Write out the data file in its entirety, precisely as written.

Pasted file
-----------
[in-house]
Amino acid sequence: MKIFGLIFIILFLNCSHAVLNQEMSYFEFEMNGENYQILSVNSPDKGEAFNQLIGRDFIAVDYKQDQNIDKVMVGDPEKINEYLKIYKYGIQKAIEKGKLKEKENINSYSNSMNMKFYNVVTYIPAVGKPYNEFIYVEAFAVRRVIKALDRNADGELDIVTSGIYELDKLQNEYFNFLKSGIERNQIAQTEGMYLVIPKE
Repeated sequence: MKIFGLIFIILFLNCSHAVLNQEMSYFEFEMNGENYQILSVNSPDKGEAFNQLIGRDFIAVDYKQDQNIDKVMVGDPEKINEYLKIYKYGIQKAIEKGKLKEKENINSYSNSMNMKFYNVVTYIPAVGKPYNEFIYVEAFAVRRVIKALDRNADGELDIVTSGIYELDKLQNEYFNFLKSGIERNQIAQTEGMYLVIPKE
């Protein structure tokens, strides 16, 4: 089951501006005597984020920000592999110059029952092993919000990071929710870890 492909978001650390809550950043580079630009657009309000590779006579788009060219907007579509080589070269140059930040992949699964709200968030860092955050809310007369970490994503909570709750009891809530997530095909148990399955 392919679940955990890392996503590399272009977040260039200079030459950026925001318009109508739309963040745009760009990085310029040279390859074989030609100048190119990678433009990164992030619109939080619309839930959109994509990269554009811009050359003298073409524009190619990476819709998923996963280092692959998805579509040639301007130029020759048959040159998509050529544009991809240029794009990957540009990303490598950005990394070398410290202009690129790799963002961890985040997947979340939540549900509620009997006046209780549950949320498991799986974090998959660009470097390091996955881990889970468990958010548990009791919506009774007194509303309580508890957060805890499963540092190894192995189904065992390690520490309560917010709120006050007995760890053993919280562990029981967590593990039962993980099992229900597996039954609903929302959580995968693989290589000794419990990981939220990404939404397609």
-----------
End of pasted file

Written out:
[in-house]
Amino acid sequence: MKIFGLIFIILFLNCSHAVLNQEMSYFEFEMNGENYQILSVNSPDKGEAFNQLIGRDFIAVDYKQDQNIDKVMVGDPEKINEYLKIYKYGIQKAIEKGKLKEKENINSYSNSMNMKFYNVVTYIPAVGKPYNEFIYVEAFAVRRVIKALDRNADGELDIVTSGIYELDKLQNEYFNFLKSGIERNQIAQTEGMYLVIPKE
Repeated sequence: MKIFGLIFIILFLNCSHAVLNQEMSYFEFEMNGENYQILSVNSPDKGEAFNQLIGRDFIAVDYKQDQNIDKVMVGDPEKINEYLKIYKYGIQKAIEKGKLKEKENINSYSNSMNMKFYNVVTYIPAVGKPYNEFIYVEAFAVRRVIKALDRNADGELDIVTSGIYELDKLQNEYFNFLKSGIERNQIAQTEGMYLVIPKE
């Protein structure tokens, strides 16, 4: 089951501006005597984020920000592999110059029952092993919000990071929710870890 492909978001650390809550950043580079630009657009309000590779006579788009060219907007579509080589070269140059930040992949699964709200968030860092955050809310007369970490994503909570709750009891809530997530095909148990399955 392919679940955990890392996503590399272009977040260039200079030459950026925001318009109508739309963040745009760009990085310029040279390859074989030609100048190119990678433009990164992030619109939080619309839930959109994509990269554009811009050359003298073409524009190619990476819709998923996963280092692959998805579509040639301007130029020759048959040159998509050529544009991809240029794009990957540009990303490598950005990394070398410290202009690129790799963002961890985040997947979340939540549900509620009997006046209780549950949320498991799986974090998959660009470097390091996955881990889970468990958010548990009791919506009774007194509303309580508890957060805890499963540092190894192995189904065992390690520490309560917010709120006050007995760890053993919280562990029981967590593990039962993980099992229900597996039954609903929302959580995968693989290589000794419990990981939220990404939404397609």